It is easy to add two numbers. + + Subtraction can be easily performed. Multiplication is just a repeated addition. Division is just a repeated subtraction Two’s complement is widely used in ALU

30
**Evaluating numbers in two’s complement notation**

Sign bit = 0, the number is positive. The value is determined in the usual way. Sign bit = 1, the number is negative. three methods can be used: Method 1 decimal value of (n-1) bits, then subtract 2n-1 Method 2 - 2n-1 is the contribution of the sign bit. Method 3 Binary rep. of the corresponding positive number. Let V be its decimal value. - V is the required value.

31
**Example- 10101 in Two’s Complement**

The most significant bit is 1, hence it is a negative number. Method 1 0101 = (+5 – 25-1 = 5 – 24 = 5-16 = -11) Method 2 Method 3 Corresponding + number is = = 11 the result is then –11.

32
**Two’s complement-summary**

In two’s complement the most significant for an n-bit number has a contribution of –2(n-1). One representation of zero All arithmetic operations can be performed by using addition and inversion. The most significant bit: 0 for positive and 1 for negative. Three methods can the decimal value of a negative number: Method 1 decimal value of (n-1) bits, then subtract 2n-1 Method 2 - 2n-1 is the contribution of the sign bit. Method 3 Binary rep. of the corresponding positive number. Let V be its decimal value. - V is the required value.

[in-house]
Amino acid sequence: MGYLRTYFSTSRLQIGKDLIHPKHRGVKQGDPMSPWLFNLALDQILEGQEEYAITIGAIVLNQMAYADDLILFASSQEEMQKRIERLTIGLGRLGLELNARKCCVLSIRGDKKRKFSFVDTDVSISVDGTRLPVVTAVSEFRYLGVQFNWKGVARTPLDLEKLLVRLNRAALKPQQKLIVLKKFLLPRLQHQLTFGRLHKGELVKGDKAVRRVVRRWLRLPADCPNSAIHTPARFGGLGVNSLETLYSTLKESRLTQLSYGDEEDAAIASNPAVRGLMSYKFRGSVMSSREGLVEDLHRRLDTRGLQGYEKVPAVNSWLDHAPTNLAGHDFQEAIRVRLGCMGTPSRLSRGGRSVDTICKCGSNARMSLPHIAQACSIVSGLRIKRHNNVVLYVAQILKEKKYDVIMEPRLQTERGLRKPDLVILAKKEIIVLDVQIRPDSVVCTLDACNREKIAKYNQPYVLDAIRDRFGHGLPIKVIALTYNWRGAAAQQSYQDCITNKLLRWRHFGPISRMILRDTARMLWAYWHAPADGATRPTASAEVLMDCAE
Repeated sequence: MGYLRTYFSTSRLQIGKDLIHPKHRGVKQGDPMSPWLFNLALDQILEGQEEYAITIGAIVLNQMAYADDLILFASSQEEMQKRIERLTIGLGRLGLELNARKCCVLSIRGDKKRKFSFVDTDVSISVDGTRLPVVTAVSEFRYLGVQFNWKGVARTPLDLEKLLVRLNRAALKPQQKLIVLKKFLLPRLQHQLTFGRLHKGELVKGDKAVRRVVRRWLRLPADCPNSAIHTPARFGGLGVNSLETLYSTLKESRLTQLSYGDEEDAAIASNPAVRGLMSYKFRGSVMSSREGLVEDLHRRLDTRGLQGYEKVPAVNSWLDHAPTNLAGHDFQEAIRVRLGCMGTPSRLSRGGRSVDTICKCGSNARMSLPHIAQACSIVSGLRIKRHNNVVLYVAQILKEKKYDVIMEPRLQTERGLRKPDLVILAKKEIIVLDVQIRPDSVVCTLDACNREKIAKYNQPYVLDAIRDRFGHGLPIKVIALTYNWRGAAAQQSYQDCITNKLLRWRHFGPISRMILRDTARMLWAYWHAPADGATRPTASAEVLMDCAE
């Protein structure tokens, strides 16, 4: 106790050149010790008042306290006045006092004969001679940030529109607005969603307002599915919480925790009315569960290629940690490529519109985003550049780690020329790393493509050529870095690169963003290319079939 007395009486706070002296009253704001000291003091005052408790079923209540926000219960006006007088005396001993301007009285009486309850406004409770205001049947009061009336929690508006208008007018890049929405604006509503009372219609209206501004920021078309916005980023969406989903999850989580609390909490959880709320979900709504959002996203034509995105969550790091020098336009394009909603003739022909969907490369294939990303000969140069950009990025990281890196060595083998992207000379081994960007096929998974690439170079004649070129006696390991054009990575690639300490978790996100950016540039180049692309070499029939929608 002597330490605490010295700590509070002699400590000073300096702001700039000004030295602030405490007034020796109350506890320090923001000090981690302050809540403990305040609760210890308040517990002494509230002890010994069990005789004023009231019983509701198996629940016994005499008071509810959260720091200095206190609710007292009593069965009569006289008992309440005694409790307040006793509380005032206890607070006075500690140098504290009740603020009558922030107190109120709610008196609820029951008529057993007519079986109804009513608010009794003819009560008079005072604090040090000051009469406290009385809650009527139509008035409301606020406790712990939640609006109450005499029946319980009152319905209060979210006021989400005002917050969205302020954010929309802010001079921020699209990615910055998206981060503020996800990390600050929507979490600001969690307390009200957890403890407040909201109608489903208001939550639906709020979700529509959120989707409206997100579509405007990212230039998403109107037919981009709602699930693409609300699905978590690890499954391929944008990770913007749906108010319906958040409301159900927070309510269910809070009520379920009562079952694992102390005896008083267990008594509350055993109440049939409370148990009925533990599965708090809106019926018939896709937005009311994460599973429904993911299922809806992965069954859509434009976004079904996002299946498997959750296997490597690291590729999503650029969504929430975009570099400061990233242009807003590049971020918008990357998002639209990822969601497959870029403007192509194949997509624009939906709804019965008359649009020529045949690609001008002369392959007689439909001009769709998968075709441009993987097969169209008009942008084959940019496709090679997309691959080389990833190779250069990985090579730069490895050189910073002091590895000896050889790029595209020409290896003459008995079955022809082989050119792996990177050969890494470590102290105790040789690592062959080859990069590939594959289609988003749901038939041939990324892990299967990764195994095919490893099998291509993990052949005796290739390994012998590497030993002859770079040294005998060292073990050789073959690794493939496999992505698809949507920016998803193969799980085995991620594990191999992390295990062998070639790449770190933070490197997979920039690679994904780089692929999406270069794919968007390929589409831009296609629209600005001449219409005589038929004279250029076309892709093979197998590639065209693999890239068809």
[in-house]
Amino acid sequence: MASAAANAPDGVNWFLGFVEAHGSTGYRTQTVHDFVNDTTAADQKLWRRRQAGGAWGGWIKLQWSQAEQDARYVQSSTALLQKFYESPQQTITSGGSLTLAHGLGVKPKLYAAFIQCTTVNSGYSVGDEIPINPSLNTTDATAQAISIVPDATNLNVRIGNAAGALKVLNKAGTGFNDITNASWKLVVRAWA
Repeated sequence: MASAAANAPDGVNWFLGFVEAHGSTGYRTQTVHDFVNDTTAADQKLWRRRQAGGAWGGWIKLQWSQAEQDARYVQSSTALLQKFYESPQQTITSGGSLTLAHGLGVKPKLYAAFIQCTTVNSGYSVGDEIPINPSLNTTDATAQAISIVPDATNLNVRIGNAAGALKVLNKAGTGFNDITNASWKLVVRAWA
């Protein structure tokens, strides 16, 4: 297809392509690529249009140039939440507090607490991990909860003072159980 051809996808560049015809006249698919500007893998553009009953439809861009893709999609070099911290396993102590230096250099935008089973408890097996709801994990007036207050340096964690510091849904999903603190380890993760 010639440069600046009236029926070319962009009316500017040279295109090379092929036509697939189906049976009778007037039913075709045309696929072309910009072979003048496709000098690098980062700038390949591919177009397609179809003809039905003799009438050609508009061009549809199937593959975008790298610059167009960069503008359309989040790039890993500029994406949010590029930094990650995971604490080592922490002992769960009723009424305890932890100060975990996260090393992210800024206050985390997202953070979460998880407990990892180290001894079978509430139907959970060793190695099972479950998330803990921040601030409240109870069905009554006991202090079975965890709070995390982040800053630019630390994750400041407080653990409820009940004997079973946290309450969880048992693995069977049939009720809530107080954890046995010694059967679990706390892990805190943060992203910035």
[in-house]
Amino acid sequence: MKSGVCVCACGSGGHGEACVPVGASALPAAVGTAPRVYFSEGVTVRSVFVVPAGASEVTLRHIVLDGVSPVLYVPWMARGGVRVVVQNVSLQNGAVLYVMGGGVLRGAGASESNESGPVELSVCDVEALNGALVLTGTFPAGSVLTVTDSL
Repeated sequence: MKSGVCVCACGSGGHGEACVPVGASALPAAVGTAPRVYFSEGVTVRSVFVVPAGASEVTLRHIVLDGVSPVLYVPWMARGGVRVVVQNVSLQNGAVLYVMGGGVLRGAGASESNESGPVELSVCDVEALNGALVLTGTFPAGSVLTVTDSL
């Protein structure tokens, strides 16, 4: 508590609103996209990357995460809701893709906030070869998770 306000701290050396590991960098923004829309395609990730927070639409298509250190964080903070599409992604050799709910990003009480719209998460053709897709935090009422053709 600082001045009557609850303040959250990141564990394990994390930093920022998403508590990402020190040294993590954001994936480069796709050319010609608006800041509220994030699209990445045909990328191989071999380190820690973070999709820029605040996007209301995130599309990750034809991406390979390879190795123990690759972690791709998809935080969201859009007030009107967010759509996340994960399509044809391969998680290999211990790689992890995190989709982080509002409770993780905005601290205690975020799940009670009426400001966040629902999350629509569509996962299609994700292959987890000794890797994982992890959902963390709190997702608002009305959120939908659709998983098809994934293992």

33
Exercise Determine the decimal value represented by in each of the following four systems. Unsigned notation? Signed magnitude notation? Excess notation? Tow’s complements?

34
**Fraction Representation**

To represent fraction we need other representations: Fixed point representation Floating point representation.

35
**Fixed-Point Representation**

old position New position Bit pattern Contribution =19.625 Radix-point

36
**Limitation of Fixed-Point Representation**

To represent large number of very small numbers we need a very long sequences of bits. This is because we have to give bits to both the integer part and the fraction part.

37
**Floating Point Representation**

In decimal notation we can get around this problem using scientific notation or floating point notation. Number Scientific notation Floating-point notation 1,245,000,000,000

38
**Floating point format M B E Sign mantissa or base exponent**

significand Sign Exponent Mantissa

39
**Floating Point Representation format**